‘The Purge: Election Year’ Fumbles Its Progressive Politics

In Movies & TV by Nathan Smithleave a COMMENT

For three summers now, the Purge franchise has attempted to provide an affordable, insular alternative to the bloat normally associated with the summer movie season. It’s hard to throw much criticism at these things; for all their shortcomings—and there are plenty—they’re relatively straight-up, mid-budget affairs that make back their money and then move along. They’ve also become increasingly diverse, which is a welcome change from the majority of American genre franchises, which tend to like their casts as white as an envelope full of anthrax powder.

For those not familiar with the conceit, here’s a refresher: An economic collapse in the late 2010s led to the election of the New Founding Fathers, revealed in this film as racist, theocratic fanatics with plenty of Nazi-ish imagery to spare. The so-called NFFA then instituted the Purge, an annual holiday in which all crime becomes legal for 12 hours. This allows Americans to “unleash the beast within,” releasing their repressed aggression and unburdening the national economy. The Purge: Election Year is the first in the franchise to really dig into the politics of writer-director James DeMonaco’s alternate America, positioning anti-Purge Sen. Charlie Roan (Elizabeth Mitchell) against the New Founding Fathers in a presidential race for the soul of the nation. (Never mind that a country that gives itself over completely to violent crime for even a night wouldn’t last long, or that most people would be much more likely to smoke in a restaurant than participate in ritual murders. These movies require massive suspension of disbelief.)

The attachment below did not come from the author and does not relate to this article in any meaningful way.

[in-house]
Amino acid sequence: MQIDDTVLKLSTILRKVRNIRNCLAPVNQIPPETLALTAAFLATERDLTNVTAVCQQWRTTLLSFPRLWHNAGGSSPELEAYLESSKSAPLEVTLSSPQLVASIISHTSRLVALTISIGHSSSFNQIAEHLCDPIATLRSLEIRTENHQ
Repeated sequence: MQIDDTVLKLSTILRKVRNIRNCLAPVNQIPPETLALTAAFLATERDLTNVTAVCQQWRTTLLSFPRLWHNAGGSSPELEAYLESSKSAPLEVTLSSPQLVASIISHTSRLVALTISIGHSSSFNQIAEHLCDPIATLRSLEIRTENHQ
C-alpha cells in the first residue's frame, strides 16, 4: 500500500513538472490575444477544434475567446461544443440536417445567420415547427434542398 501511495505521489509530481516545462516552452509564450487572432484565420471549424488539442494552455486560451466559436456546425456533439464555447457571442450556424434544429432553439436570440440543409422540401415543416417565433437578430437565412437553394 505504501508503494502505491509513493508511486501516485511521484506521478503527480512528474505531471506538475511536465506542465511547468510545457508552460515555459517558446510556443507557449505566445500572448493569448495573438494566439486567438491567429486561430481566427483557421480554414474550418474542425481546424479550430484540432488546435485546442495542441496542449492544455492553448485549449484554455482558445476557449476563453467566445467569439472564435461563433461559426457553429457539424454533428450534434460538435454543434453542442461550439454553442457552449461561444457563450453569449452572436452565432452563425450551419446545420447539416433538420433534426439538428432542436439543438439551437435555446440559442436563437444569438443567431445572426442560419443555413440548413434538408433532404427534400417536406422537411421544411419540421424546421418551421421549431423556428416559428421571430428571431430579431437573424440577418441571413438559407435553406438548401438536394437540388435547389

Anyone who’s seen the poster or trailer for The Purge: Election Year knows that its tagline—“Keep America Great”—suggests that it might cash in on our current political situation. Depending on your political persuasion, it does, to an extent; the image of a well-meaning blonde woman taking on a white supremacist cult isn’t that difficult to imagine these days. In the film, the Purge also attracts foreign “murder tourists” to America, holding up a freakish, funhouse mirror to our real-life country’s international reputation. But the parallels to the contemporary political climate stop right about there.

The Purge films are surprisingly frank about issues of class; characters openly discuss how the government uses the annual Purge to wage genocide against the poor and homeless for its own benefit. But it is just as clear that the poor and homeless characters we meet in these movies are generally black or Latino.

The Purge: Election Year speaks much more about race than its predecessors. By the end, events in Election Year have escalated into an almost full-on race war, with black anti-Purge radicals doing battle with neo-Nazi mercenaries. Even then, though, the racially conscious subtext is never more than set dressing. Characters of color in this movie live—and die—in the service of Roan, a white progressive reformer.

There are a couple of problems here: first, the characters of color depend on white characters for definition; second, the equation of a black radical group with violence reinforces, however unintentionally, some pretty nasty stereotypes. And that’s without even mentioning that almost every black character in The Purge: Election Year has current or former gang associations, which presents a whole other set of problems.

The Purge: Election Year is a definite improvement over both its predecessors; DeMonaco is much better at urban action set pieces than he is at home invasion-style horror, even if these movies make me wish John Carpenter was still active. Leading man Frank Grillo has the potential for bona fide action-movie stardom, and some of his hand-to-hand combat sequences are almost thrilling.

But there’s not enough of interest to redeem this movie from its failings. DeMonaco spoils his most haunting images, of purgers parading around in patriotic garb and Spring Breakers-style teenyboppers wielding assault weapons, in the trailer. His increasing interest in diversity, however reluctant, is needed and appreciated. But even if his intentions are in the right place, not much else is.

Born in Texas but raised on the Internet, Nathan Smith is a freelance writer, film & media studies scholar, semi-professional DJ, professional wrestling fan, and video artist.

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